Phil Mickelson calls Ryder Cup 'one of the biggest lows of my career'

Phil Mickelson said this past Ryder Cup was one of the toughest weeks of his career. (Getty Images)

It is no lie that Phil Mickelson has had some pretty incredible losses in his career. Before 2004, Phil was the subject of collapses, falling apart in every major championship that he contended in before taking home that first Masters (which, it's worth noting, included a putt he drained on the 72nd hole).

But according to Mickelson, the 2012 Ryder Cup might have been one of the toughest. Mickelson, playing against Justin Rose in singles on Sunday at Medinah, had a chip shot on the 17th hole to end the match. After it stopped on the lip, Rose rolled his birdie in, made an equally-impressive birdie on 18 and won the match.

That point, coupled with a few other collapses on the American side, swung the Ryder Cup in the Europeans' favor.

Mickelson spoke this week in Shenzhen, China, about the Ryder Cup. His words said all you really need to know about this last team match for the United States.

"I think the first two weeks following the Ryder Cup was a really tough low, one of the biggest lows of my career," he says. "It was one of the biggest disappointments that I've had to deal with.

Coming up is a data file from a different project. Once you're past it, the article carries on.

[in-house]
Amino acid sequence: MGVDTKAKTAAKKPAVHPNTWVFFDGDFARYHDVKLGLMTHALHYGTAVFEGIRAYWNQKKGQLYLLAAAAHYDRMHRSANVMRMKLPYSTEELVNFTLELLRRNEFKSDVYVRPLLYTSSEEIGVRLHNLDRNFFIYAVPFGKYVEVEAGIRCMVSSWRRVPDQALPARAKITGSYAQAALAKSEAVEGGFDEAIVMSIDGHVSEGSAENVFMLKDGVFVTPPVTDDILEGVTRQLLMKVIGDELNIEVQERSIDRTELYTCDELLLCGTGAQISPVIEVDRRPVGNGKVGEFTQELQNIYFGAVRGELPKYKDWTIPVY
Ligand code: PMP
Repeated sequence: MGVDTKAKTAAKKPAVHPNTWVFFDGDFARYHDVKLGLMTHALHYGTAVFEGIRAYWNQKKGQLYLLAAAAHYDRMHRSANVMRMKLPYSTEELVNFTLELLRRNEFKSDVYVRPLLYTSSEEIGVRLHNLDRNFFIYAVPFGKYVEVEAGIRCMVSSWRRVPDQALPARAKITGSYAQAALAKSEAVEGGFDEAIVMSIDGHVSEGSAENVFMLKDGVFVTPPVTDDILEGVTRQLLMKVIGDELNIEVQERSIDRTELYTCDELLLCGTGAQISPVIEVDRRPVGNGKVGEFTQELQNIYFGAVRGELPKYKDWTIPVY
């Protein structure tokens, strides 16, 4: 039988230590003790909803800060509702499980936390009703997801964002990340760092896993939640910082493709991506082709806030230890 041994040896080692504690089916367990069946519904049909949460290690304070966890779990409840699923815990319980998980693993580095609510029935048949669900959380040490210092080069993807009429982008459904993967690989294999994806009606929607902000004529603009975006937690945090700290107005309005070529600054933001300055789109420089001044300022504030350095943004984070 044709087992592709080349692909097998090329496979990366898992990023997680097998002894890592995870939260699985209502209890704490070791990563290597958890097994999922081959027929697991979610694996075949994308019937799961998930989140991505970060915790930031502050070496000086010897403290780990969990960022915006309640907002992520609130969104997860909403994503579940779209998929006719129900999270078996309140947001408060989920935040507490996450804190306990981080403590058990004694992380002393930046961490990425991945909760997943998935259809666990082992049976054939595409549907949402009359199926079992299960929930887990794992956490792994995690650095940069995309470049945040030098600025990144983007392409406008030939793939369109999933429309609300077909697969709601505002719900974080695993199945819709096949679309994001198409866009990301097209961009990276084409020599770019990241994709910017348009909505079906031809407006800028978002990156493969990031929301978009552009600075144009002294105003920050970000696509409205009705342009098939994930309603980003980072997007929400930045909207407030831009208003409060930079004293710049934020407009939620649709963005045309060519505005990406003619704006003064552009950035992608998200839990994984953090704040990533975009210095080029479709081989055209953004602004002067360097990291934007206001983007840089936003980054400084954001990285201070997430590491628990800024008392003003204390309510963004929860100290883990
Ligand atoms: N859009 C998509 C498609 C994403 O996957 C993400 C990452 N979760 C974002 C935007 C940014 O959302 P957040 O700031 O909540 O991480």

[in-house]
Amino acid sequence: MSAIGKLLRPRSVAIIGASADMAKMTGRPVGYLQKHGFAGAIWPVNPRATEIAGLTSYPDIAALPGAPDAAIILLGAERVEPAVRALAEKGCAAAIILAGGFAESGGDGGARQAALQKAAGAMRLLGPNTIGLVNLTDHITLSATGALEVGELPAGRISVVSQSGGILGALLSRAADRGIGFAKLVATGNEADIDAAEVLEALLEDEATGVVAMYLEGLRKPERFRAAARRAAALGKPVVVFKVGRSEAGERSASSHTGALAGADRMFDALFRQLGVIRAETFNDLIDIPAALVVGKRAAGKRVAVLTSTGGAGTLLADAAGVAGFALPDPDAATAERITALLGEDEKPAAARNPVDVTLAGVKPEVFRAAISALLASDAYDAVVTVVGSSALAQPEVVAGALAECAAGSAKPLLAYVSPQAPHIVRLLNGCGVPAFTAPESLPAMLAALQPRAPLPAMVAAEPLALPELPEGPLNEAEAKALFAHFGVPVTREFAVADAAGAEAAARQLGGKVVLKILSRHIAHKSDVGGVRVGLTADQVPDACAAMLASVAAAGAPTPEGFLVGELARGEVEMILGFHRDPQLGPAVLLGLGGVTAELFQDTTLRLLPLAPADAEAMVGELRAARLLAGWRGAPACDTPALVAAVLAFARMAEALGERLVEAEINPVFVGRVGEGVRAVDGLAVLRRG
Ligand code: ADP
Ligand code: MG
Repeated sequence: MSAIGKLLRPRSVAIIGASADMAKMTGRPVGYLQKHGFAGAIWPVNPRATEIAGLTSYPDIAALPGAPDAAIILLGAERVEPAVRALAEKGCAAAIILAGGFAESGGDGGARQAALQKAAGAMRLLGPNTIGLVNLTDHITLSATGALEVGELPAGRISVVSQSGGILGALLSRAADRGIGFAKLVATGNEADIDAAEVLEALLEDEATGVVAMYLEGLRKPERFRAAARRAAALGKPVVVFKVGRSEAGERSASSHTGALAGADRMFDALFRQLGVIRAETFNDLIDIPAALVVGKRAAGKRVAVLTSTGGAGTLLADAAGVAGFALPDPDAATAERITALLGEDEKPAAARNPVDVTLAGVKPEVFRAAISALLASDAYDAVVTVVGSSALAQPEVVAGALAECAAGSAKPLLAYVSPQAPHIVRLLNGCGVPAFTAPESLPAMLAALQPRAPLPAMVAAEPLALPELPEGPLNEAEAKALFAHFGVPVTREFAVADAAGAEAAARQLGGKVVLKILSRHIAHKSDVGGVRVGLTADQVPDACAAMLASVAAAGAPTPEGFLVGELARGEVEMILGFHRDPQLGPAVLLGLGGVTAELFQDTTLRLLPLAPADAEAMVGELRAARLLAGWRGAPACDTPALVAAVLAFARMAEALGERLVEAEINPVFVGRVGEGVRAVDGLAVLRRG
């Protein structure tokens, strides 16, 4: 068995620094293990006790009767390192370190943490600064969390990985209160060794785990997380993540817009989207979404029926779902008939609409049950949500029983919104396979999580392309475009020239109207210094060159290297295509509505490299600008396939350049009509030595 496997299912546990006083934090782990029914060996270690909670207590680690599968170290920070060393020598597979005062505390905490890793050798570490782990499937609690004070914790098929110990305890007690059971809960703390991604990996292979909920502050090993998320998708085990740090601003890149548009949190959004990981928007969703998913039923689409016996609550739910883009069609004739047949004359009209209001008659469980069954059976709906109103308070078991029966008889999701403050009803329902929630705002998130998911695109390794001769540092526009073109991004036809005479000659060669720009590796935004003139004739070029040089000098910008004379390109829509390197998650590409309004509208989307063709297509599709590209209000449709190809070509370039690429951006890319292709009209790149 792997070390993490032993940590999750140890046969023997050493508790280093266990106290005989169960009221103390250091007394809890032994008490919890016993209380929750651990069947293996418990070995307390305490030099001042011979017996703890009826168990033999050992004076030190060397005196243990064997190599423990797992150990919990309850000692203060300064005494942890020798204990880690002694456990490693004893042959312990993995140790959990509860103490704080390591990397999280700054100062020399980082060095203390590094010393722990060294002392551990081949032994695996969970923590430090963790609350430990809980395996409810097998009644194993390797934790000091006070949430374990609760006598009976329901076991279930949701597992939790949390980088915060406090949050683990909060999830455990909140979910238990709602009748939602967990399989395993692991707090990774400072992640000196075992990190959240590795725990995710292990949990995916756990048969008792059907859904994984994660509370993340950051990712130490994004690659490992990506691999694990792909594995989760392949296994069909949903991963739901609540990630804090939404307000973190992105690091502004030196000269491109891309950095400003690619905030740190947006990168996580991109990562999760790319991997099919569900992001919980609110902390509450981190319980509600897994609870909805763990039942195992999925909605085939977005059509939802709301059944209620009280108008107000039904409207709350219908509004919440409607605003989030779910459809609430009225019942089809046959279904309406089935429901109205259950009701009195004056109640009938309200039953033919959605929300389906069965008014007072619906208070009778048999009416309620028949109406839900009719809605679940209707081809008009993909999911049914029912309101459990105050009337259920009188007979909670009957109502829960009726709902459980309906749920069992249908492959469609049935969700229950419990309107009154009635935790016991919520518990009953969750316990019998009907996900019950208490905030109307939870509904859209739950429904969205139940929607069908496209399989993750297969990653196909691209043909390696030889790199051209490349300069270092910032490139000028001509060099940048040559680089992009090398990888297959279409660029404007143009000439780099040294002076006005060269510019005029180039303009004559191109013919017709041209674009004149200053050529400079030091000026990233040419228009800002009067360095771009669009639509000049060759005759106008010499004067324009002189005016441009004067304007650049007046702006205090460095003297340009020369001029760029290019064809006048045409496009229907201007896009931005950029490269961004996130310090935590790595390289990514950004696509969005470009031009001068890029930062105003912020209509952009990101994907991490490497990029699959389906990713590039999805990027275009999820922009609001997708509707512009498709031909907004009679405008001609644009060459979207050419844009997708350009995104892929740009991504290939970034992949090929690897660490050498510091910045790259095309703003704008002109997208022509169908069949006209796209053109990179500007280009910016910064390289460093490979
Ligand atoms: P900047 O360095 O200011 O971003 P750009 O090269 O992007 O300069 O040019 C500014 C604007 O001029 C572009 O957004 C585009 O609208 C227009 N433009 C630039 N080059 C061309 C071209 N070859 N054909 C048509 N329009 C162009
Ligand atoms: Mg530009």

"That disappointment will last a lot longer than a month. I still feel disappointment from it. I still feel that over the next two years, we'll still have the same disappointment from not winning this year's Ryder Cup."

It's a fair point by Mickelson. The collapse was stuff of legends, and it seemed the Americans had it all but wrapped up before that final day. But is Mickelson forgetting Pinehurst? Or Shinnecock? Or Winged Foot? Come on, Phil. You've had way more intense collapses than some crazy Ryder Cup.

All jokes aside, this does say a lot about how important the Ryder Cup has seemed to become for some of these veterans. A few years ago, Mickelson and Tiger Woods were pushing for participation money for this event. Now, it's one of the biggest losses in their careers. 

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